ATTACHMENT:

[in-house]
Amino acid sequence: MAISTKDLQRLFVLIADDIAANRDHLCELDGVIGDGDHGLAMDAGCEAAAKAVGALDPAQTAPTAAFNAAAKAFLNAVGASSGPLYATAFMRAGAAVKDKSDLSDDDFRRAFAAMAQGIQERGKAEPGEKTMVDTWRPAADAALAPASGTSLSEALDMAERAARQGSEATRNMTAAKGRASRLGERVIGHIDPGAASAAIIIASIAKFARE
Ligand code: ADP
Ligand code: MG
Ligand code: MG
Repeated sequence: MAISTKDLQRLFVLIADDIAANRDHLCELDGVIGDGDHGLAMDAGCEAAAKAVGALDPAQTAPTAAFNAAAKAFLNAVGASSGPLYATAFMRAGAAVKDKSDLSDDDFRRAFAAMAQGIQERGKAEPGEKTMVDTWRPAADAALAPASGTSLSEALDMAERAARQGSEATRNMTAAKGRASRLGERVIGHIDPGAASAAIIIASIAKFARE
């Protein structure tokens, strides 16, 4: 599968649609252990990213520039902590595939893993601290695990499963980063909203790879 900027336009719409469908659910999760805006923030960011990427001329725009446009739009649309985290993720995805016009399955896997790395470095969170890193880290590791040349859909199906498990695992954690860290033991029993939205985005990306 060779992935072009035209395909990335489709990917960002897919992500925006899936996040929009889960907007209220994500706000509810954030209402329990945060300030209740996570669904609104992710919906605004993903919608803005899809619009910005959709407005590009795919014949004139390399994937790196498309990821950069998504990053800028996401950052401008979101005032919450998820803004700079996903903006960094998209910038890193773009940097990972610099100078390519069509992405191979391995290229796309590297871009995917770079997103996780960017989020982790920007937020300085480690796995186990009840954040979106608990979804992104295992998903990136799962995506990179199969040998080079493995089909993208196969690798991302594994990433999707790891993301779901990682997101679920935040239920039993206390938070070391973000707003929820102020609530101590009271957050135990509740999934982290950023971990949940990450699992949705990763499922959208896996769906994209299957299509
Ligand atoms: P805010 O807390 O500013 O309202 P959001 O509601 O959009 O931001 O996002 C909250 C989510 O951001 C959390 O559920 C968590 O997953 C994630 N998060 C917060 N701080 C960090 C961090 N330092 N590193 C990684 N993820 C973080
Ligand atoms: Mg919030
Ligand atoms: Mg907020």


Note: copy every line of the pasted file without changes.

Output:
[in-house]
Amino acid sequence: MAISTKDLQRLFVLIADDIAANRDHLCELDGVIGDGDHGLAMDAGCEAAAKAVGALDPAQTAPTAAFNAAAKAFLNAVGASSGPLYATAFMRAGAAVKDKSDLSDDDFRRAFAAMAQGIQERGKAEPGEKTMVDTWRPAADAALAPASGTSLSEALDMAERAARQGSEATRNMTAAKGRASRLGERVIGHIDPGAASAAIIIASIAKFARE
Ligand code: ADP
Ligand code: MG
Ligand code: MG
Repeated sequence: MAISTKDLQRLFVLIADDIAANRDHLCELDGVIGDGDHGLAMDAGCEAAAKAVGALDPAQTAPTAAFNAAAKAFLNAVGASSGPLYATAFMRAGAAVKDKSDLSDDDFRRAFAAMAQGIQERGKAEPGEKTMVDTWRPAADAALAPASGTSLSEALDMAERAARQGSEATRNMTAAKGRASRLGERVIGHIDPGAASAAIIIASIAKFARE
């Protein structure tokens, strides 16, 4: 599968649609252990990213520039902590595939893993601290695990499963980063909203790879 900027336009719409469908659910999760805006923030960011990427001329725009446009739009649309985290993720995805016009399955896997790395470095969170890193880290590791040349859909199906498990695992954690860290033991029993939205985005990306 060779992935072009035209395909990335489709990917960002897919992500925006899936996040929009889960907007209220994500706000509810954030209402329990945060300030209740996570669904609104992710919906605004993903919608803005899809619009910005959709407005590009795919014949004139390399994937790196498309990821950069998504990053800028996401950052401008979101005032919450998820803004700079996903903006960094998209910038890193773009940097990972610099100078390519069509992405191979391995290229796309590297871009995917770079997103996780960017989020982790920007937020300085480690796995186990009840954040979106608990979804992104295992998903990136799962995506990179199969040998080079493995089909993208196969690798991302594994990433999707790891993301779901990682997101679920935040239920039993206390938070070391973000707003929820102020609530101590009271957050135990509740999934982290950023971990949940990450699992949705990763499922959208896996769906994209299957299509
Ligand atoms: P805010 O807390 O500013 O309202 P959001 O509601 O959009 O931001 O996002 C909250 C989510 O951001 C959390 O559920 C968590 O997953 C994630 N998060 C917060 N701080 C960090 C961090 N330092 N590193 C990684 N993820 C973080
Ligand atoms: Mg919030
Ligand atoms: Mg907020």